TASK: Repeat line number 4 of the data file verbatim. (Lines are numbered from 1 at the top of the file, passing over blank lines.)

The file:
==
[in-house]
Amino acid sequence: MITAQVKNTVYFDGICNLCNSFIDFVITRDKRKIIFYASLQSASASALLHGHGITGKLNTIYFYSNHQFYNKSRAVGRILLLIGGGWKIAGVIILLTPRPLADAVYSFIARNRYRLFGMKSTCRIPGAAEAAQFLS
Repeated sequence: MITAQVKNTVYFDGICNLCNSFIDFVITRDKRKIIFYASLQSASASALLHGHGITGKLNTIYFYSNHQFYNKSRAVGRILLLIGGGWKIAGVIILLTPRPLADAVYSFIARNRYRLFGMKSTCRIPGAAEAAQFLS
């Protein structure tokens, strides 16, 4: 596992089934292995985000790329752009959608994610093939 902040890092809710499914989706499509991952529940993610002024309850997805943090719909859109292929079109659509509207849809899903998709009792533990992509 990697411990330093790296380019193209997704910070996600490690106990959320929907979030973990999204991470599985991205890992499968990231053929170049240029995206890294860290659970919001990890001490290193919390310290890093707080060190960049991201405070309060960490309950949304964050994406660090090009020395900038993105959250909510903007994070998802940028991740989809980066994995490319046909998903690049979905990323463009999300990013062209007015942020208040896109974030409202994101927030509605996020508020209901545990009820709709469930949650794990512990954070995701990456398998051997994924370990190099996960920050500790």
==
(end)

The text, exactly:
């Protein structure tokens, strides 16, 4: 596992089934292995985000790329752009959608994610093939 902040890092809710499914989706499509991952529940993610002024309850997805943090719909859109292929079109659509509207849809899903998709009792533990992509 990697411990330093790296380019193209997704910070996600490690106990959320929907979030973990999204991470599985991205890992499968990231053929170049240029995206890294860290659970919001990890001490290193919390310290890093707080060190960049991201405070309060960490309950949304964050994406660090090009020395900038993105959250909510903007994070998802940028991740989809980066994995490319046909998903690049979905990323463009999300990013062209007015942020208040896109974030409202994101927030509605996020508020209901545990009820709709469930949650794990512990954070995701990456398998051997994924370990190099996960920050500790």